It's my great pleasure to once again welcome one of my favorite authors to RhiReading. If you're in the mood for some exceptionally good young adult fiction please go read my reviews of BRIGHTEST KIND OF DARKNESS and LUCID. I am hopelessly addicted to this series and hope you will enjoy this smart guespost about how P.T. built Nara's world.
BRIGHTEST KIND OF DARKNESS AND WORLDBUILDING
I used to compare worldbuilding (crafting the world inside a story) to working a jigsaw puzzle. First, you connect all the straight-edged pieces, creating an outside framework. Then you work your way toward the middle, manipulating the pieces until everything fits into place. You do this by setting up the "framework of the story" first, and then you go back and fill in the rules and details about your world through the characters' interactions.
But while I think the puzzle "visual" works pretty well to get the point across, I believe it's a little two-dimensional.
Now I like to think of worldbuilding like the human body. The meat of your story is the organs inside, from the brain to the heart. But what protects and holds all of that precious cargo together? The skeleton does. Thing is, the skeleton can't do it alone. There are also tendons, muscles and even skin that act as layers of protection, holding everything in place.
That's how worldbuilding works. You have the structure and rules of your world (the skeleton) and inside the structure there are the characters you create (the organs). Your world will have additional layers that give it depth and make it unique (skin, tendons, muscles), but as solid as your whole world is, it should also be dynamic. Characters change, grow, and evolve. Your world rules can bend and adapt, so long as they remain true to the general concept you set in place. Basically, your whole world should breathe and have movement (the body walking/running/dancing).
How does what I've talked about apply to my worldbuilding of BKoD? In the picture above, I'm holding my original scribblings about the BRIGHTEST KIND OF DARKNESS world. While working on book two (LUCID) and also in planning for book three, some of the events and players I'd originally envisioned shifted and changed. Remember when I said you should let your world breathe and have movement? Ha, that definitely happened! But in making these changes to the BKoD world, I had to make sure that any adaptations I envisioned would hold up under the rules I'd already set in place in book one. Above, I also talked about being able to bend the rules so long as they remain true to the general concept. Not only is understanding worldbuilding important in crafting your story, but it becomes especially important when writing books in a series. I always try to keep the "human body" concept in mind while crafting my books' worlds.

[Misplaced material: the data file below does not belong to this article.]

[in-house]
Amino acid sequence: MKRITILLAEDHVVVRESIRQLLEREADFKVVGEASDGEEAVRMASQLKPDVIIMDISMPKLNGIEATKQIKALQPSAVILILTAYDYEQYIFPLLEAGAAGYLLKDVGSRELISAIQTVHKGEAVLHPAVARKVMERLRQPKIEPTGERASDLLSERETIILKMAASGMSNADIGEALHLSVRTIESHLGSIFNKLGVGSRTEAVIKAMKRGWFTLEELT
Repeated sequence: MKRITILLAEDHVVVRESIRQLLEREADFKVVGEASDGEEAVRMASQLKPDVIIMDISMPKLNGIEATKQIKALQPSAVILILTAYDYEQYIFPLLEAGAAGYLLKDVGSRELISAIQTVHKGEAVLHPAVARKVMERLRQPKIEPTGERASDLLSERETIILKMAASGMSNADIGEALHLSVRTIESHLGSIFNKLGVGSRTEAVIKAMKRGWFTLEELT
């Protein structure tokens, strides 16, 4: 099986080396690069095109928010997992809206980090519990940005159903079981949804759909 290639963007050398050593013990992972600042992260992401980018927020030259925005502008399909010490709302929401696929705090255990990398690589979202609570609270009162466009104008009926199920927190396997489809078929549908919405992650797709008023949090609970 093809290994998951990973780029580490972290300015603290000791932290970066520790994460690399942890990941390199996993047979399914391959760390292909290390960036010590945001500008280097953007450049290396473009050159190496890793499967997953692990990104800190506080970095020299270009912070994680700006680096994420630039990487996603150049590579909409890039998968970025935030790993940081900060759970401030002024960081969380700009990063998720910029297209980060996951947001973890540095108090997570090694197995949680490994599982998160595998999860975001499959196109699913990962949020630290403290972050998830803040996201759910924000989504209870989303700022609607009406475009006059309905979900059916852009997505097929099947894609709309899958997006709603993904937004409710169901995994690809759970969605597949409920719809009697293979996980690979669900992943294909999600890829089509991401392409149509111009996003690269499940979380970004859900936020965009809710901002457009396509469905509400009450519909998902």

Nara Collins is an average sixteen-year-old, with one exception: every night she dreams the events of the following day. Due to an incident in her past, Nara avoids using her special gift to change fate…until she dreams a future she can’t ignore.
After Nara prevents a bombing at Blue Ridge High, her ability to see the future starts to fade, while people at school are suddenly being injured at an unusually high rate.
Grappling with her diminishing powers and the need to prevent another disaster, Nara meets Ethan Harris, a mysterious loner who seems to understand her better than anyone. Ethan and Nara forge an irresistible connection, but as their relationship heats up, so do her questions about his dark past.
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Once Nara combines her prophetic ability with Ethan’s power to outsmart Fate at his own deadly cat-and-mouse game, she’s more determined than ever to help Ethan learn the meaning behind the raven sword tattoo that suddenly appeared on his back after their confrontation with Fate.
During her quest to uncover the tattoo’s secrets, Nara enlists the help of some new friends and discovers her own surprising connection to Ethan.
While Nara digs deeper into the mystery, her desire for answers leads her down a dangerous path full of powerful and ruthless enemies. Swept into an age-old battle, Nara quickly learns that keeping one’s enemies close can be a necessary evil, making an intangible enemy she can control far more preferable to the human enemies she can’t.
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P.T. Michelle is author of the young adult series BRIGHTEST KIND OF DARKNESS. When P.T. isn’t writing, she can usually be found reading or taking pictures of landscapes, sunsets and anything beautiful or odd in nature.
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